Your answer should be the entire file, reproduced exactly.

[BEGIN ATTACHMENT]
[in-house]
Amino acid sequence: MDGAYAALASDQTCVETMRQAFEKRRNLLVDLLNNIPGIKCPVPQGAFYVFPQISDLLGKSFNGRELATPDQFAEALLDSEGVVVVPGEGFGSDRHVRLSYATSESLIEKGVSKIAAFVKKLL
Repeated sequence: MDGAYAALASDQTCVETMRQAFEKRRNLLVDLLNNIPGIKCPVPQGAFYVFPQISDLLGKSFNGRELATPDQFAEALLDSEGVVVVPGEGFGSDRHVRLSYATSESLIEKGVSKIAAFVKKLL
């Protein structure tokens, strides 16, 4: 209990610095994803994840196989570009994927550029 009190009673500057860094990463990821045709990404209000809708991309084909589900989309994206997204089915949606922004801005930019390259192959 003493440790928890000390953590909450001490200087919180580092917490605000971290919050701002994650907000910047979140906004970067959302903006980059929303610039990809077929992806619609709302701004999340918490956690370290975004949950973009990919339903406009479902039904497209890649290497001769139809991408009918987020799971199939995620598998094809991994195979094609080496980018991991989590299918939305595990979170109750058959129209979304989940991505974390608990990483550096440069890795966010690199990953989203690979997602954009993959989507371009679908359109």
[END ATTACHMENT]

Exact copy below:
[in-house]
Amino acid sequence: MDGAYAALASDQTCVETMRQAFEKRRNLLVDLLNNIPGIKCPVPQGAFYVFPQISDLLGKSFNGRELATPDQFAEALLDSEGVVVVPGEGFGSDRHVRLSYATSESLIEKGVSKIAAFVKKLL
Repeated sequence: MDGAYAALASDQTCVETMRQAFEKRRNLLVDLLNNIPGIKCPVPQGAFYVFPQISDLLGKSFNGRELATPDQFAEALLDSEGVVVVPGEGFGSDRHVRLSYATSESLIEKGVSKIAAFVKKLL
């Protein structure tokens, strides 16, 4: 209990610095994803994840196989570009994927550029 009190009673500057860094990463990821045709990404209000809708991309084909589900989309994206997204089915949606922004801005930019390259192959 003493440790928890000390953590909450001490200087919180580092917490605000971290919050701002994650907000910047979140906004970067959302903006980059929303610039990809077929992806619609709302701004999340918490956690370290975004949950973009990919339903406009479902039904497209890649290497001769139809991408009918987020799971199939995620598998094809991994195979094609080496980018991991989590299918939305595990979170109750058959129209979304989940991505974390608990990483550096440069890795966010690199990953989203690979997602954009993959989507371009679908359109």